I use sonic and density logging data from the ODP drilling cruise at the Blake Outer Ridge Matsumoto et al. (1996) to evaluate the effect of different S-wave velocity contrasts at the transition from hydrate to non-hydrate bearing sediment. Since the drilling was performed in the vicinity of multi-channel surface seismic data that were provided to me by the USGS Ecker et al. (1996); Ecker and Lumley (1994), the drilling results will provide some further insight into the possible interpretation of the seismic data.
The fine layered sonic and density logs were upscaled to about 5 m in depth to be comparable with the seismic wavelength scale. For the upscaling, I used an equivalent medium averaging approach Lumley et al. (1994); Muir et al. (1992). Since the dipole shear data are not yet publically available, I estimated an approximately linear trend to the preliminary published shear data and extrapolated it to the seafloor. As this study requires the changing of the S-wave velocities across the BSR, I blocked the data in order to create a better control over the velocity substitution. The blocking was done by averaging the data within layers of variable thickness. The upscaled and subsequently blocked data can be seen in Figure 1.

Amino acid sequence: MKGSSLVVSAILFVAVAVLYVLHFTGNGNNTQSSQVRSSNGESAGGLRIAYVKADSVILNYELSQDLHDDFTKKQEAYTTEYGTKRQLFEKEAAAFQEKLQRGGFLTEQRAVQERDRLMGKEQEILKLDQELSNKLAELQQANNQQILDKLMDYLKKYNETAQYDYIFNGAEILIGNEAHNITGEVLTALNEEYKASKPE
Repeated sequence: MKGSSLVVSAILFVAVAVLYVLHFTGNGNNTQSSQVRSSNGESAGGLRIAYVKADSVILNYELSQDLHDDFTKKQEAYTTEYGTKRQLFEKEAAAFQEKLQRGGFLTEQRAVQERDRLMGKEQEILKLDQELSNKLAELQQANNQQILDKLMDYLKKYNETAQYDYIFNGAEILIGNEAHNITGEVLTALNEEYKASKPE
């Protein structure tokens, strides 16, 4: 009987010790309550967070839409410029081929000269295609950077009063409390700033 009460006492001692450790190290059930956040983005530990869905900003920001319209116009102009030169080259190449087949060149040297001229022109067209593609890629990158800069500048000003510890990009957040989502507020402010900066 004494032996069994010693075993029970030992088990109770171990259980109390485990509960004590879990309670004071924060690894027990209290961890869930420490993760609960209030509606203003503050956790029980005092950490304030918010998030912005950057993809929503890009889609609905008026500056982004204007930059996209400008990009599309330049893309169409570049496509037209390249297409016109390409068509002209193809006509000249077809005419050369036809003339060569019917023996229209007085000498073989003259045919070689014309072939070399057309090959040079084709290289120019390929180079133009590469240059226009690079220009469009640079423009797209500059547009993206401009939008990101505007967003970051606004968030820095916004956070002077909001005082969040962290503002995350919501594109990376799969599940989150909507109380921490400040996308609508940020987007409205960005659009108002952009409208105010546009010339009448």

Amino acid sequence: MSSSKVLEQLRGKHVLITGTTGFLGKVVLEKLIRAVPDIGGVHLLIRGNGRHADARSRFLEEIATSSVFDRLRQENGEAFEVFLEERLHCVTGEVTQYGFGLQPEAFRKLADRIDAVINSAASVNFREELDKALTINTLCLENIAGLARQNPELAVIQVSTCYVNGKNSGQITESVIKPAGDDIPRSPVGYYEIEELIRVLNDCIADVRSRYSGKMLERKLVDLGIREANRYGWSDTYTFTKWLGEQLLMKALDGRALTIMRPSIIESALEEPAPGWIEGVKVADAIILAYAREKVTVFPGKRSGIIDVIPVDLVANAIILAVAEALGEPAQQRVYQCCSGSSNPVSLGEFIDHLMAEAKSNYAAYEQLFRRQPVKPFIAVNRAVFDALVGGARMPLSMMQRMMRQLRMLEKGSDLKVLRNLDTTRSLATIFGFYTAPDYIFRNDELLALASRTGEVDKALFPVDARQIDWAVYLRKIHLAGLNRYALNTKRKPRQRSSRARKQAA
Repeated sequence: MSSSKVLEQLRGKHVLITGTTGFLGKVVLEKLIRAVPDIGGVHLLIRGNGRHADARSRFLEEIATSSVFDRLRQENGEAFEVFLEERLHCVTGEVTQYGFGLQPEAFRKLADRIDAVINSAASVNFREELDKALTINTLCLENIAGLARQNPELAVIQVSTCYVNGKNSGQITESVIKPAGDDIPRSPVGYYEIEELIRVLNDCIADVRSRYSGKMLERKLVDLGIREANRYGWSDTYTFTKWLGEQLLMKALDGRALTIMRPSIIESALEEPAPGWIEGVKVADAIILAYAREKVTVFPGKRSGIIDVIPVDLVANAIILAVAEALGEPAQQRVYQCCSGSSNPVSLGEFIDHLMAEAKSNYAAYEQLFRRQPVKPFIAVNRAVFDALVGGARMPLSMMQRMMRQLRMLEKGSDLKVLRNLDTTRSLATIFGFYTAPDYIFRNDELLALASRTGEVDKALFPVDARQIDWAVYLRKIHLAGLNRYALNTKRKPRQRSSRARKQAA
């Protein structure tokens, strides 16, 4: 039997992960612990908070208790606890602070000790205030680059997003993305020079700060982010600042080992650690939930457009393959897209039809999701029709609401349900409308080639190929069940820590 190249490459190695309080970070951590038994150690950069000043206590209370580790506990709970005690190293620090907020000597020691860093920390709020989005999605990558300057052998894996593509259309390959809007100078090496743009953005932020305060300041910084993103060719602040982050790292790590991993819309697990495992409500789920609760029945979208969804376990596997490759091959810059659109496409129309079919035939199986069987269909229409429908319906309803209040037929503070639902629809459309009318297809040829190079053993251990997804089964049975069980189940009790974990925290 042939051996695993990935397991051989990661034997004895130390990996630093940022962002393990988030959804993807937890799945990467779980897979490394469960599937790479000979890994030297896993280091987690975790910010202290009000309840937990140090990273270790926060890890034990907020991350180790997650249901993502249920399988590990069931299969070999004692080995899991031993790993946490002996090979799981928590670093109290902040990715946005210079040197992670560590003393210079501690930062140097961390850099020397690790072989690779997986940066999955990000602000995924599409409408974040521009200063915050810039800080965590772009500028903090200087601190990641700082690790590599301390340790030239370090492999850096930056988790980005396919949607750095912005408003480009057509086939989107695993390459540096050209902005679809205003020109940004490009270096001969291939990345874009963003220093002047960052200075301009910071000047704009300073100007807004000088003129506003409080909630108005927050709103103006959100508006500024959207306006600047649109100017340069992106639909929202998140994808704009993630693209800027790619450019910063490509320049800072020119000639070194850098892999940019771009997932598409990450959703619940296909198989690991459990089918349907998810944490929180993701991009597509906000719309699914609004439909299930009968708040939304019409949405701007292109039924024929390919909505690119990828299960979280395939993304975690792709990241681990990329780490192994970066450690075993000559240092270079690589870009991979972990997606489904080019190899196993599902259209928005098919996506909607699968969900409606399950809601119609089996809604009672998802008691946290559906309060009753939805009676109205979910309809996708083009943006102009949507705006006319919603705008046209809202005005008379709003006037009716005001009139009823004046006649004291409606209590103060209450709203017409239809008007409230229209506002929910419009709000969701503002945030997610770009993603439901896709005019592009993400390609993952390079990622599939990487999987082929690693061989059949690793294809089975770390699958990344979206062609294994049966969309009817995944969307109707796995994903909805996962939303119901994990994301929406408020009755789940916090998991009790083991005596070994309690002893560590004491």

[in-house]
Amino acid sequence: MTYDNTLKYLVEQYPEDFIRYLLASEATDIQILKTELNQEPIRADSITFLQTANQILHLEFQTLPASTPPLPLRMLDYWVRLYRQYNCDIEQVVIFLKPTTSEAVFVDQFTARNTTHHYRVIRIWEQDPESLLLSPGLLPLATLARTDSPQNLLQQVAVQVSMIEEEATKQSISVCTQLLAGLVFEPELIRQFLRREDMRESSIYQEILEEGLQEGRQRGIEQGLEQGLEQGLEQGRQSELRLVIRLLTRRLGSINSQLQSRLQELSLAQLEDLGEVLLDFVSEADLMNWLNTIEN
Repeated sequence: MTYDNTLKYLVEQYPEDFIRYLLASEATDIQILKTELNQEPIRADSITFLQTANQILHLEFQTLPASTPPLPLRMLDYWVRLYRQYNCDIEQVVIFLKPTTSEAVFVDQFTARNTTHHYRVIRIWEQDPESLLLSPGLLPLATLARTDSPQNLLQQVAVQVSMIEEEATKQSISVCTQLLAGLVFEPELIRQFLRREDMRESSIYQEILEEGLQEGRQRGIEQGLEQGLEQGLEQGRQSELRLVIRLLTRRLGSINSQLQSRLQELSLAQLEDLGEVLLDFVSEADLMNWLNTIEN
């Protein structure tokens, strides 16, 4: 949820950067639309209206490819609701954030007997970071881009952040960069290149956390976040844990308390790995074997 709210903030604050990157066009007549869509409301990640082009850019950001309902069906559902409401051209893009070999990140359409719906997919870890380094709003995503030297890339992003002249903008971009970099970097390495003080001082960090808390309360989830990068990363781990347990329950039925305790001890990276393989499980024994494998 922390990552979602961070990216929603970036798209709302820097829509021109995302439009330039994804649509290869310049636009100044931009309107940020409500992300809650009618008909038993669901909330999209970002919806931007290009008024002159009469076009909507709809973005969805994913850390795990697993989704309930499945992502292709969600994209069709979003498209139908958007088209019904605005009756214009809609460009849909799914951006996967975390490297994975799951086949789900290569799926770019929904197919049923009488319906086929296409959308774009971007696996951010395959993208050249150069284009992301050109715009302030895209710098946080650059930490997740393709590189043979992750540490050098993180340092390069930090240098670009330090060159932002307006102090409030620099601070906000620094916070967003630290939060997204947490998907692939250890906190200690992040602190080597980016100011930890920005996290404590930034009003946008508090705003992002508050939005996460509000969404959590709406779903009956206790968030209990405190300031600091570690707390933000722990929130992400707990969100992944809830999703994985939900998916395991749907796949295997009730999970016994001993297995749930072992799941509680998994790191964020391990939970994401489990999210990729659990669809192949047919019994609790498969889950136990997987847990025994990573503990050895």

The well data show an increase in acoustic velocity in the hydrated sediments and a decrease in the underlying sediments which are gas saturated. This is in good agreement with surface seismic observations in the area Ecker and Lumley (1994); Katzman et al. (1994); Wood et al. (1994). Furthermore, there is a small decrease in density at the BSR due to the fact that the hydrate density is higher than the gas density. The approximated shear wave data show overall a very low S-wave velocity trend. The drilling showed that the sediments in this area are highly unconsolidated (porosity more than 50%) and contain a significant amount of clay. Thus, Poisson's ratios of more than 0.4 does not seem surprising.